Consumer is developing a broader, further reaching approach to making money from its pay-TV sport channels. BT has always made BT Sport available to non-BT customers, but the new attitude suggests a potentially more aggressive stance.

BTwatch has previously suggested that BT Sport needs to operate as a more standalone business, and questioned whether its place within the Consumer division is the best approach for both the broadcast unit and the larger business (BTwatch, #293). The new management appear to be taking another step in that direction with greater emphasis on BT Sport paying its own way, and not being a glossy but expensive value-add on a standard telephony package.

During the presentation, it was claimed that monetisation was already proving effective, and more than covering its costs. However, in a chart presented by Consumer, it was clear that measurable income from customer subscriptions, advertising, and wholesale deals with other broadcasters cannot match the substantial cost of securing rights and maintaining the broadcast channels.

According to the Consumer graphic (which, it should be noted, was flagged as being for illustrative purposes only), it appears that, without the halo financial benefits for “linked core product revenue” and the perceived improvements in customer stickiness, BT Sport is under water and not sustaining itself.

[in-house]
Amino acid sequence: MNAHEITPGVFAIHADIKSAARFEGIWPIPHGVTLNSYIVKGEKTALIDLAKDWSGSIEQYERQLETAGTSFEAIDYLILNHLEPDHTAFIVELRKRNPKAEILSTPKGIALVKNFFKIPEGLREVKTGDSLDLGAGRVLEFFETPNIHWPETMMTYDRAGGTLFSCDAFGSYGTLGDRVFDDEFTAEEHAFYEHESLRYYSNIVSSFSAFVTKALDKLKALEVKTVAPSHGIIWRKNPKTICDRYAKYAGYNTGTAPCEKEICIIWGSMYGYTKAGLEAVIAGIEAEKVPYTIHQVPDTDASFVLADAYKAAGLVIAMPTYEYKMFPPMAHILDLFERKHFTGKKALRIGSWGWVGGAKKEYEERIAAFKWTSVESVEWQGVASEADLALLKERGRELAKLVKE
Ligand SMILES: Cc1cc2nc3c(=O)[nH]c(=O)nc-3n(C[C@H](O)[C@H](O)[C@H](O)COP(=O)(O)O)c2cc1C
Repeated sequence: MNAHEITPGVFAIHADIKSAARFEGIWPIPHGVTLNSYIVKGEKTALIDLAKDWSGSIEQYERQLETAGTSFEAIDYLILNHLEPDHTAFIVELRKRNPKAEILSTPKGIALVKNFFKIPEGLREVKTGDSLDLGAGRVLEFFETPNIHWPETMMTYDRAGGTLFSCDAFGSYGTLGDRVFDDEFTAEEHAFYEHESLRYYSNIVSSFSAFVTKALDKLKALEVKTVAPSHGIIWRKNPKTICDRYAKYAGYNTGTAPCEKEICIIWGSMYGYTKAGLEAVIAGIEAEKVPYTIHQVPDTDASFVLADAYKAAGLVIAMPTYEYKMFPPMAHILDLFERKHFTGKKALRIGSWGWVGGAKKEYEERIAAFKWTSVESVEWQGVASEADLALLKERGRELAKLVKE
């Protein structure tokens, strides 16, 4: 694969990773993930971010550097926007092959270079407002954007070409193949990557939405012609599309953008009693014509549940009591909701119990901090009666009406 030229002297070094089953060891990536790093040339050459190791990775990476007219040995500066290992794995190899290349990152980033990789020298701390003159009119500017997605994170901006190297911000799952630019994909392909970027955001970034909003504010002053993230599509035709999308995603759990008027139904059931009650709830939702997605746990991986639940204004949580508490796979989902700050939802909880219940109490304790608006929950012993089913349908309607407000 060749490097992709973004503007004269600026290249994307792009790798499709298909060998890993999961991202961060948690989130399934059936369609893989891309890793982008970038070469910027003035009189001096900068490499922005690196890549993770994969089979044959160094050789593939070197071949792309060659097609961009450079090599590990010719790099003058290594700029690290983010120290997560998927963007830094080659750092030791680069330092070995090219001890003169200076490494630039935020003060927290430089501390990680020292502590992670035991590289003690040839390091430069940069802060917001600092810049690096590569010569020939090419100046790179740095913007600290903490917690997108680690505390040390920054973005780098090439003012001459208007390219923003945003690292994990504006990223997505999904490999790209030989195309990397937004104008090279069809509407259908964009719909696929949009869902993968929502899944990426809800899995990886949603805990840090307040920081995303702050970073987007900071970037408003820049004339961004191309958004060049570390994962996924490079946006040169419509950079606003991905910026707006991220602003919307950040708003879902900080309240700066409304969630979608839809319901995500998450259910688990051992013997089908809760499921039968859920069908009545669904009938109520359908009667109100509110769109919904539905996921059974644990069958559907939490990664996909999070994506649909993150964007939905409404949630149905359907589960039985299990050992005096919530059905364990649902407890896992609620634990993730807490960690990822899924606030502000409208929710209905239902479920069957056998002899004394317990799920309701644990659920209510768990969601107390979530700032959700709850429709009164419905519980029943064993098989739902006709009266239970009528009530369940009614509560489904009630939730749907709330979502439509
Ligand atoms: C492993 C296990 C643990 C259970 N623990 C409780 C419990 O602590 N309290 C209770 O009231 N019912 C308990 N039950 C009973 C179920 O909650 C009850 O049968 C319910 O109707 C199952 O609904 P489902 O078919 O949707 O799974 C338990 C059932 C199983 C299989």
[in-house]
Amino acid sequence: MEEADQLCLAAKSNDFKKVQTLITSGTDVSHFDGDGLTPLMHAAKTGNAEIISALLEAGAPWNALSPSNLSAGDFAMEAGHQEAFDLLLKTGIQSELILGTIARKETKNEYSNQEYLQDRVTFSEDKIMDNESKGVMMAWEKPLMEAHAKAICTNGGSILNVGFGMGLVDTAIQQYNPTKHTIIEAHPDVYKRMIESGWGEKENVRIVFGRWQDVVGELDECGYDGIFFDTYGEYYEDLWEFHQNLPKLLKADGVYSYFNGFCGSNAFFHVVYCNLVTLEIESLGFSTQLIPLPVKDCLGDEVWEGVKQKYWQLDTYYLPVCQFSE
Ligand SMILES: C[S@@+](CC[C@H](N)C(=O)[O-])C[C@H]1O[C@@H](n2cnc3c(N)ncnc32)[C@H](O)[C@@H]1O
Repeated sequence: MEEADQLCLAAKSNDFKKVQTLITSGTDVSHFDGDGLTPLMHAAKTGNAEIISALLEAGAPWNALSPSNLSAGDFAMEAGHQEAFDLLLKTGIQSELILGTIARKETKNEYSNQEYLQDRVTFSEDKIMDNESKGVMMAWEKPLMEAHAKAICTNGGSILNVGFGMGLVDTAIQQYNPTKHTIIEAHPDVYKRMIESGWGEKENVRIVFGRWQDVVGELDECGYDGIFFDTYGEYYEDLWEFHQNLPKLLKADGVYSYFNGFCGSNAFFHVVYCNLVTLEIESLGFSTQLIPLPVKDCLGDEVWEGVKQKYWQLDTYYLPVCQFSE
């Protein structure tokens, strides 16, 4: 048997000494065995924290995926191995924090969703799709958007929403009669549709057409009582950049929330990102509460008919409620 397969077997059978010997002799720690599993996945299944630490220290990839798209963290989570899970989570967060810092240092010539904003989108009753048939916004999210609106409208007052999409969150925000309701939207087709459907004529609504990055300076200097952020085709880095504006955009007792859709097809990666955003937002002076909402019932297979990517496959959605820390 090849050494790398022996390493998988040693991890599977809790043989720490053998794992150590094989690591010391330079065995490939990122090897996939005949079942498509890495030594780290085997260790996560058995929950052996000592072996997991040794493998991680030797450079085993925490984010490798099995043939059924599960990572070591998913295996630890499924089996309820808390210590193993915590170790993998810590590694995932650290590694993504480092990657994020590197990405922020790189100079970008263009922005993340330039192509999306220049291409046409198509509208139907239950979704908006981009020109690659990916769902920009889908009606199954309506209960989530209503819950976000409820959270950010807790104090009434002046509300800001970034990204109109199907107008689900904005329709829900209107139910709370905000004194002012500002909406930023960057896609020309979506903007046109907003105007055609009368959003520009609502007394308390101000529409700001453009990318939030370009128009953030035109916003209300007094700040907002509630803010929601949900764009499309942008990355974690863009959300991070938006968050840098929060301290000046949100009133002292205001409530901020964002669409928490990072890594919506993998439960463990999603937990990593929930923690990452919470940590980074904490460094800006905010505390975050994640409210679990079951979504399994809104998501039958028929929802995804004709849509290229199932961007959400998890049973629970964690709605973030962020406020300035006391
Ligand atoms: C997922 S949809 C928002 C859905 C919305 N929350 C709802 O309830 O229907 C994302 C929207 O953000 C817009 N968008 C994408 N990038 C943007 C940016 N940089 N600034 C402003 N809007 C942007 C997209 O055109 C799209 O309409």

To address this, Allera is committed to making more from distribution of BT Sport content. The first step will be to explore the potential of the EE customer base as paying subscribers, but further developments should be expected. With the division focusing on providing OTT-based access to the service for EE customers, and with the willingness to partner and work with OTT players such as Amazon, Netflix, and YouTube, BTwatch wonders if a future deal to put BT Sport on these emerging platforms may not be entirely fanciful.

Premier League finally completes rights auction

BT Sport picked up an additional 20 live matches as England’s Premier League sold the last two batches of football broadcast rights for the 2019-22 seasons. The telco paid £90m for the package, which took its total spending on rights for the period to £975m (£325m per season). While the latest rights appear to come cheap — £1.5m per game over the three-year period, compared to £9.2m per match for the other tranche of games — the nature of the time slot makes them less valuable individually. Details are not entirely clear, but it appears that the rights will break down into two blocks of ten matches that must be played and broadcast over the space of one or two evenings over two separate weeks. BT will also get a job lot of fixtures, and not be able to pick and choose the highest profile matches.